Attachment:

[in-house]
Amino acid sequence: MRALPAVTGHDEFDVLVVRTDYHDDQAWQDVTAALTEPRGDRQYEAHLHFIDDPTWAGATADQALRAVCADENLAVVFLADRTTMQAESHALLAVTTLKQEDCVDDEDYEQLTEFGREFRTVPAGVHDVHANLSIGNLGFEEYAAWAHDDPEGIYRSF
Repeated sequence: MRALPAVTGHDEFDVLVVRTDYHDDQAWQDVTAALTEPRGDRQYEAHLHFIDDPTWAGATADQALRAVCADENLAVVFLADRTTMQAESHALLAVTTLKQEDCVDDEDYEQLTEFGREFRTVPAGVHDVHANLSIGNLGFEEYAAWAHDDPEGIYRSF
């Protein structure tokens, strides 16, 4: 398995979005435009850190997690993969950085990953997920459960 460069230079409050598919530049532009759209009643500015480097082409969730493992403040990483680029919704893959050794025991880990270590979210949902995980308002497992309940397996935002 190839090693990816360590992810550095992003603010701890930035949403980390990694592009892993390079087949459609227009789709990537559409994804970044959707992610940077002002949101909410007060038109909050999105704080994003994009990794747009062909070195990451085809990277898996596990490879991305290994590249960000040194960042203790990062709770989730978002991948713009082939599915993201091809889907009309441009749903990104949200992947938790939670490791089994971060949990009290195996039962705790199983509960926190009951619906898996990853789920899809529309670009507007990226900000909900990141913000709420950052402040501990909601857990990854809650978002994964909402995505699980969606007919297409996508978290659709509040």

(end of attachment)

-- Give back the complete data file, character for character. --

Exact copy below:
[in-house]
Amino acid sequence: MRALPAVTGHDEFDVLVVRTDYHDDQAWQDVTAALTEPRGDRQYEAHLHFIDDPTWAGATADQALRAVCADENLAVVFLADRTTMQAESHALLAVTTLKQEDCVDDEDYEQLTEFGREFRTVPAGVHDVHANLSIGNLGFEEYAAWAHDDPEGIYRSF
Repeated sequence: MRALPAVTGHDEFDVLVVRTDYHDDQAWQDVTAALTEPRGDRQYEAHLHFIDDPTWAGATADQALRAVCADENLAVVFLADRTTMQAESHALLAVTTLKQEDCVDDEDYEQLTEFGREFRTVPAGVHDVHANLSIGNLGFEEYAAWAHDDPEGIYRSF
């Protein structure tokens, strides 16, 4: 398995979005435009850190997690993969950085990953997920459960 460069230079409050598919530049532009759209009643500015480097082409969730493992403040990483680029919704893959050794025991880990270590979210949902995980308002497992309940397996935002 190839090693990816360590992810550095992003603010701890930035949403980390990694592009892993390079087949459609227009789709990537559409994804970044959707992610940077002002949101909410007060038109909050999105704080994003994009990794747009062909070195990451085809990277898996596990490879991305290994590249960000040194960042203790990062709770989730978002991948713009082939599915993201091809889907009309441009749903990104949200992947938790939670490791089994971060949990009290195996039962705790199983509960926190009951619906898996990853789920899809529309670009507007990226900000909900990141913000709420950052402040501990909601857990990854809650978002994964909402995505699980969606007919297409996508978290659709509040």